Missing children in care: What is behind rise?

Steve Walker, deputy director of childrens services at Leeds City Council.
Steve Walker, deputy director of childrens services at Leeds City Council.
0
Have your say

NEW FIGURES on children in care going missing have exposed a fundamental difference in the concern with which different bodies view the recorded rises.

There is universal agreement that the first priority must be finding these children and getting them back to a place of safety.

Nick Smart, West Yorkshire Police Federation chairman.

Nick Smart, West Yorkshire Police Federation chairman.

But the question of what is fuelling the rise in numbers being reported has proved more divisive.

The issue of the pressure placed on police resources as a result is also creating tensions.

West Yorkshire Police Federation chairman Nick Smart said it was time for local authorities to acknowledge there was an issue.

“A lot of the time they don’t have the staffing, the resources or the places to look after these children,” he said. “Because they don’t have the resources, the beds or the means to transport them, they’ll place them back where they were. It’s really frustrating for officers for them to only be returned to where they came from.

If that problem got solved, we would immediately half the number of people going missing from homes.

Assistant Chief Constable Mark Milsom, West Yorkshire Police

“We don’t have enough secure accommodation for children and we’re the agency of last resort.”

South Yorkshire Police handled 1,543 cases involving children in care in the year to June 30, while West Yorkshire had almost twice as many at 3,167 cases.

The total for West Yorkshire, the region’s largest force, represented an 80 per cent rise from the 1,766 cases in 2014/15.

And almost three in five of those cases were in the Leeds and Bradford areas.

Assistant Chief Constable Mark Milsom.

Assistant Chief Constable Mark Milsom.

However, neither of those authorities felt budget issues meant they were unable to effectively protect children and deal with the reasons they went missing.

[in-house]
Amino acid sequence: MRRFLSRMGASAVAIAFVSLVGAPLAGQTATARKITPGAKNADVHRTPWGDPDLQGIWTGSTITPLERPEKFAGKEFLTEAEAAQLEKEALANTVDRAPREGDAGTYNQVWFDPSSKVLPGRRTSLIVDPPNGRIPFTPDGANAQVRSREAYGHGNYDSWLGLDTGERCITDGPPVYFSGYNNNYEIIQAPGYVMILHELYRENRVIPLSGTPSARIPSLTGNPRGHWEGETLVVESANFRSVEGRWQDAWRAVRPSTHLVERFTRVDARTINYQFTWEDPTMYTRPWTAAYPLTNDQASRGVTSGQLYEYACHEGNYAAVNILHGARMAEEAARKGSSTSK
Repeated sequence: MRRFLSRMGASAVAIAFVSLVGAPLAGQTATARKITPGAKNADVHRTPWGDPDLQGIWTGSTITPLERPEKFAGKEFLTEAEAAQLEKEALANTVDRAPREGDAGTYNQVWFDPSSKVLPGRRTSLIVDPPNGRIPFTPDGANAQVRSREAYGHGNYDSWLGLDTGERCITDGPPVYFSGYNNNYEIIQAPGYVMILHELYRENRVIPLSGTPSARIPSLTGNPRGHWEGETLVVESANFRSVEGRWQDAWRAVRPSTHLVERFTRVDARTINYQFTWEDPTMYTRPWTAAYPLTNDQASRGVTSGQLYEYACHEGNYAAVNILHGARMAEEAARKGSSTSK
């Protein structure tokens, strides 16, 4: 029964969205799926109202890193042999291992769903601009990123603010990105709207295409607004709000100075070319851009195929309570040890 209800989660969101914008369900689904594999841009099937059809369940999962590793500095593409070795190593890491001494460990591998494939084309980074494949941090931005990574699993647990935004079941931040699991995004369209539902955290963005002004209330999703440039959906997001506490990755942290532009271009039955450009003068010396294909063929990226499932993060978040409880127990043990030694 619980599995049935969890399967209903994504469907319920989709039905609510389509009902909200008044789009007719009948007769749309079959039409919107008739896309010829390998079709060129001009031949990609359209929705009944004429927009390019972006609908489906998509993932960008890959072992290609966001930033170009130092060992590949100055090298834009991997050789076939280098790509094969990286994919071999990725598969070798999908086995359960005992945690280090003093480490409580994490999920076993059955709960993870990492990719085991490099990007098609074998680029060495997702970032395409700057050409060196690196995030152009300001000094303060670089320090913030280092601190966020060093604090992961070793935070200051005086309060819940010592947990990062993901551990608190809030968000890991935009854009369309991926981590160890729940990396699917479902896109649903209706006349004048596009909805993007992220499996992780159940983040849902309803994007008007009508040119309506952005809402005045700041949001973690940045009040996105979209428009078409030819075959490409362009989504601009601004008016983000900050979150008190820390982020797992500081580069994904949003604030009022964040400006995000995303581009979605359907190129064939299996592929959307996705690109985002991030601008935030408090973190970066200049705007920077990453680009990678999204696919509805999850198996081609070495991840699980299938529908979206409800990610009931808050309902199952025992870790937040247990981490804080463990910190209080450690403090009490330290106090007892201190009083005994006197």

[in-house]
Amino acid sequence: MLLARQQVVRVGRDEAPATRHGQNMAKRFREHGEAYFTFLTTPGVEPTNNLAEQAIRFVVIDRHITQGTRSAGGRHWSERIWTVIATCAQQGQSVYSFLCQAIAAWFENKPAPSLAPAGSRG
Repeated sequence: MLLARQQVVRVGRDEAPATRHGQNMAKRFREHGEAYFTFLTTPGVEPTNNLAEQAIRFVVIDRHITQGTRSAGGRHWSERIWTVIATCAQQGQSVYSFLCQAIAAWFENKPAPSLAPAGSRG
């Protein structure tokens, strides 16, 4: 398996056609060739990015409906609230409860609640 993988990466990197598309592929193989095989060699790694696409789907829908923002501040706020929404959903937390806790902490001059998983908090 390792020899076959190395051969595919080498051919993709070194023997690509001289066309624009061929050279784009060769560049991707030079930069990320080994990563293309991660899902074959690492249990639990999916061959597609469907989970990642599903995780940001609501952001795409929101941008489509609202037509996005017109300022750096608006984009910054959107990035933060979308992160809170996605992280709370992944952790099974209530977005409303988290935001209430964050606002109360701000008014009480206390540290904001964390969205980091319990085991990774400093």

Michael Jameson, Bradford City Council’s strategic director for children’s service, said: “It is inevitable that austerity in recent budget reductions has some impact on service provision, however within Bradford we have actively re-aligned our resources with partners, to ensure we are effective in identification of children at risk of child sexual exploitation and have effective processes to manage cases of children who go missing.”

Steve Walker, deputy director of children’s services at Leeds City Council, said there was no issue with secure accommodation and it had protected spending on children’s services.

He acknowledged the pressure on West Yorkshire Police’s resources due to missing children, but said he was confident that this “would be the last kind of service [the force] would reduce”.

Statistics show more than two in every five cases in the force area over the past 12 months was reported in Bradford, with a total of 1,303.

Mr Jameson said this was because it had more local authority run children’s homes neighbouring the area and was committed to placing children locally.

And Leeds City Council pointed to the change in attitudes since the Rotherham scandal as one factor in its 47 per cent year-on-year rise in incidents linked to children in care.

Mr Walker said a move by police to log people as ‘missing’ instead of ‘absent’ at an earlier stage was also a factor in the increase.

Asked to what extent the likes of Rotherham were a factor, Barnardo’s said that it had led to increases nationally.

Janice Hawkes, safeguarding lead for Barnardo’s East Region, said: “Our experience is that local safeguarding boards are developing a more co-ordinated response to the issue of children who go missing and that has had an impact on reporting – which may look like an increase in overall numbers going missing.”

But Assistant Chief Constable Mark Milsom, of West Yorkshire Police, said there was no doubt in his mind that it was a genuine increase in incidents year-on-year, not a recording issue.

“This is something which has significantly changed over the last 12 months and increasingly so,” he said.

The top 15 locations for missing persons calls across West Yorkshire in the 12 weeks to September 18 were all children’s homes. These 15 sites were responsible for 63 per cent of cases involving young people in children’s homes, with up to 89 cases each.

Mr Milsom said: “If that problem got solved, we would immediately half the number of people going missing from homes.”